You don't have javascript enabled.

This is an Inclusion Works Workout — an interactive session guide to help teams foster a more inclusive culture. We’re sharing this Workout so you can use it to facilitate and encourage honest discussion as part of your company’s antiracism work.

What we say matters. Sometimes we marginalize people with our words — whether or not we mean to. The impact of exclusionary language is real and can be felt regardless of the speaker’s intention. This is called the intention-impact gap.

On the other hand, sometimes we avoid authentic conversations because we’re scared of saying the wrong thing. This is when we lose out on important opportunities to connect on topics like racism that we should all be talking about right now.

By making time for honest discussions where teammates can flag the phrases that are hurtful or exclusionary to them, your team can overcome the intention-impact gap. Teammates can suggest acceptable alternatives to build a shared glossary that makes everyone feel respected and accepted.

This guided discussion will:

⚡ Give everyone the opportunity to share words and phrases that feel problematic to them

⚡ Reveal the lived experiences of your colleagues and provide context behind the words that feel exclusionary or hurtful for them, building connection and trust

⚡ Invite everyone to ask questions and explore any ‘gray areas’

⚡ Begin to co-create your team’s shared glossary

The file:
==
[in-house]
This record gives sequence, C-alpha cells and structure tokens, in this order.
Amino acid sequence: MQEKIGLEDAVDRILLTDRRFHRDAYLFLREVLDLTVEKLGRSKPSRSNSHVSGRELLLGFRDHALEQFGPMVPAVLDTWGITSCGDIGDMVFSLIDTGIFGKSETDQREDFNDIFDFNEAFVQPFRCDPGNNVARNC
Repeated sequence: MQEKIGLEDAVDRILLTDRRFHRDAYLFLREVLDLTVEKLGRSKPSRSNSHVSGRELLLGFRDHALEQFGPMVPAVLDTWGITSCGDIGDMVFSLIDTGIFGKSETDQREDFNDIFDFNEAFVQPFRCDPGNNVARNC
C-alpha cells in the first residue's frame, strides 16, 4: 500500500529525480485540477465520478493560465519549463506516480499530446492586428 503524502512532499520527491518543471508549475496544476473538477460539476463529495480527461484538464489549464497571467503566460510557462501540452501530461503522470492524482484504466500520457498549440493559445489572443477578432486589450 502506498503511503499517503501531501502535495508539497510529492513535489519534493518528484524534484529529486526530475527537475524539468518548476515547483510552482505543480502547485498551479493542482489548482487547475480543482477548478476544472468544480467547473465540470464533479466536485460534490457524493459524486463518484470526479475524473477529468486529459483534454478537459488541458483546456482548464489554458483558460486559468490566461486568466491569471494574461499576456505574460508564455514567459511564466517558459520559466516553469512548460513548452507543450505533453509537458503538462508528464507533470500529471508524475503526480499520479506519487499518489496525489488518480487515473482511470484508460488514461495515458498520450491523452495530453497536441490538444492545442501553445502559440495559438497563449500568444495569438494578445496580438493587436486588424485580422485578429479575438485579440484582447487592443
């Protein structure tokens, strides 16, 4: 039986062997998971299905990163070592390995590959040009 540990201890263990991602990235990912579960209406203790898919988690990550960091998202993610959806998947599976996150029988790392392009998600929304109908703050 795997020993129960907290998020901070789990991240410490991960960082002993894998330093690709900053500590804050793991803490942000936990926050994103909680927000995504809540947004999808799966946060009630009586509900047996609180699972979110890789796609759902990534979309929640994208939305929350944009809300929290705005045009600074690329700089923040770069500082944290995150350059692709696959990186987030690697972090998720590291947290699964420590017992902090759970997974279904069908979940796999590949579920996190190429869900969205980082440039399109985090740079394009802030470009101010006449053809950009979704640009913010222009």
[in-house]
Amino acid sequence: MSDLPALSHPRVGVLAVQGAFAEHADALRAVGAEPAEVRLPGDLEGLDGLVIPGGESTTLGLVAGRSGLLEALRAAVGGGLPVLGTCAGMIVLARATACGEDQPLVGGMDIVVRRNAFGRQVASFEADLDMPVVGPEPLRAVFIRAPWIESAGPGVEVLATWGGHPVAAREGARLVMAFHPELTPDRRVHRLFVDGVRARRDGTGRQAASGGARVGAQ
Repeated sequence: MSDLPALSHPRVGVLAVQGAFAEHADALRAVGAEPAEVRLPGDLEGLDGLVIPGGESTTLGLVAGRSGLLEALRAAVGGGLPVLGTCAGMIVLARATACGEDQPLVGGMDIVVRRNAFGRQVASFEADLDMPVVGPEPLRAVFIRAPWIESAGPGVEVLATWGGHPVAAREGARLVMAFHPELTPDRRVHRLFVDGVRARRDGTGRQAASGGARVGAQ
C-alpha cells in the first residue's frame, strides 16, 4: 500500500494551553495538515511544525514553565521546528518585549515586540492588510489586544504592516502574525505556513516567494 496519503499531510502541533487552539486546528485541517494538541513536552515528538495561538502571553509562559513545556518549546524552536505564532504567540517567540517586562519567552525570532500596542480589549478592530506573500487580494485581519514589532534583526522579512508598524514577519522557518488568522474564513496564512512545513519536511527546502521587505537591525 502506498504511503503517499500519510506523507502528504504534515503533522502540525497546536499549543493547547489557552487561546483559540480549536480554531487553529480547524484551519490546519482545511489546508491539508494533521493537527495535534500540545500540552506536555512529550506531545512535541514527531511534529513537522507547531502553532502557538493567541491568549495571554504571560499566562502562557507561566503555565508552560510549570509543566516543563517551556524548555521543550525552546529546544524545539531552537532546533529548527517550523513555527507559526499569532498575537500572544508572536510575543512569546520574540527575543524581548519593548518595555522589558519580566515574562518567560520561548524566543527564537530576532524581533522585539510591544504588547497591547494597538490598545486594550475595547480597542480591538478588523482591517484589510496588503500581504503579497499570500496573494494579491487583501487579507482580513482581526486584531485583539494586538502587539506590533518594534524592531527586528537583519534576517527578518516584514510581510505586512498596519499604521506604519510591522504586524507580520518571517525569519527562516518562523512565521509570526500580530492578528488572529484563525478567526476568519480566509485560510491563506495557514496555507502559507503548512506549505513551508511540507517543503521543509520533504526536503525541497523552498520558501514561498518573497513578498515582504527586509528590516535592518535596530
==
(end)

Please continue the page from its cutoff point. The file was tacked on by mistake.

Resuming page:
⚡ Help your team practice inclusion through the language you all use every day

Here’s what you’ll need:

Participants: 3+  |  Time: 40 mins  |  Difficulty: Easy
Resources: Screen, anything you usually need for remote joiners

One week in advance

✅ Ask your team to think about and make a note of:

  1. Any phrase or word(s) they find exclusionary or uncomfortable (note that this could be a term directed towards themselves or others). Or any diversity-related phrase or word(s) they are just unsure about and want to discuss as a group.
  2. Additional context to explain to their teammates why they find it problematic
  3. Any examples they are happy to share of that phrase or word used to or around them

Share The New York Times article, Readers Respond: Which Racial Terms Make You Cringe?, as a guideline.

✅ Prepare your example of the above to share if needed

✅ Ask your team to read this guide to talking about diversity and Hive Learning’s D&I glossary.

⚠️ This Workout is not for discussing anything that is obviously offensive and inappropriate for the workplace.

In the case of overt verbal abuse or a breach in your company’s guidelines, speak to relevant individuals in private and escalate to HR if needed.

In countries like the UK and the U.S., employers are legally required to investigate any harassment they hear about.

One day in advance

✅ Remind everyone to have their speaking points ready for the session

On the day

  1. Get started by explaining the purpose of the session, which is to explore language that feels uncomfortable, problematic or exclusionary to individuals in our team. (5 mins)
    ⚠️ Remind everyone that no one should be treated as a representative who is speaking on behalf of a group they belong to, and that all views are individual to that person.
  1. Go round-robin and ask everyone in the group to share their word or phrase(s). If it helps to get the discussion going, start by sharing your example and explain why you find it problematic. Allow everyone to talk about their chosen word or phrase(s) without interruption. Thank each person for sharing their thoughts and ask them what alternative they would prefer others to use. (10 mins)